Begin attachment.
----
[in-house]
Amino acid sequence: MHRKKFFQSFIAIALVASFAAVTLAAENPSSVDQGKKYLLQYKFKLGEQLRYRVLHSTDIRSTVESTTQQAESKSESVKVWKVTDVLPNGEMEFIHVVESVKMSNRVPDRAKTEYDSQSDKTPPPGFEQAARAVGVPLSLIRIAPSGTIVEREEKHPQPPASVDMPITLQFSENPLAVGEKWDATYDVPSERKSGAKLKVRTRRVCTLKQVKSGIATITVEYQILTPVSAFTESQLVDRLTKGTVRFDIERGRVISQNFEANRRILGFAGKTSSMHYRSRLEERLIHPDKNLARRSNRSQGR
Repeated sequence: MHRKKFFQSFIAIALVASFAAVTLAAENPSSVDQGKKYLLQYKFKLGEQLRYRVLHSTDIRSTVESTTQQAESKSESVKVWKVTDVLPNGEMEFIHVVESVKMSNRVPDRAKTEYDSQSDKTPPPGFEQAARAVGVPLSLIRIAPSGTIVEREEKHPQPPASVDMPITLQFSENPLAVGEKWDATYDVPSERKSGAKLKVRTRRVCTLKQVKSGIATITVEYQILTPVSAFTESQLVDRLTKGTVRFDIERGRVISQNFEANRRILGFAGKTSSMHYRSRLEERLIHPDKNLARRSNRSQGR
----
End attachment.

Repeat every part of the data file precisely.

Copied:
[in-house]
Amino acid sequence: MHRKKFFQSFIAIALVASFAAVTLAAENPSSVDQGKKYLLQYKFKLGEQLRYRVLHSTDIRSTVESTTQQAESKSESVKVWKVTDVLPNGEMEFIHVVESVKMSNRVPDRAKTEYDSQSDKTPPPGFEQAARAVGVPLSLIRIAPSGTIVEREEKHPQPPASVDMPITLQFSENPLAVGEKWDATYDVPSERKSGAKLKVRTRRVCTLKQVKSGIATITVEYQILTPVSAFTESQLVDRLTKGTVRFDIERGRVISQNFEANRRILGFAGKTSSMHYRSRLEERLIHPDKNLARRSNRSQGR
Repeated sequence: MHRKKFFQSFIAIALVASFAAVTLAAENPSSVDQGKKYLLQYKFKLGEQLRYRVLHSTDIRSTVESTTQQAESKSESVKVWKVTDVLPNGEMEFIHVVESVKMSNRVPDRAKTEYDSQSDKTPPPGFEQAARAVGVPLSLIRIAPSGTIVEREEKHPQPPASVDMPITLQFSENPLAVGEKWDATYDVPSERKSGAKLKVRTRRVCTLKQVKSGIATITVEYQILTPVSAFTESQLVDRLTKGTVRFDIERGRVISQNFEANRRILGFAGKTSSMHYRSRLEERLIHPDKNLARRSNRSQGR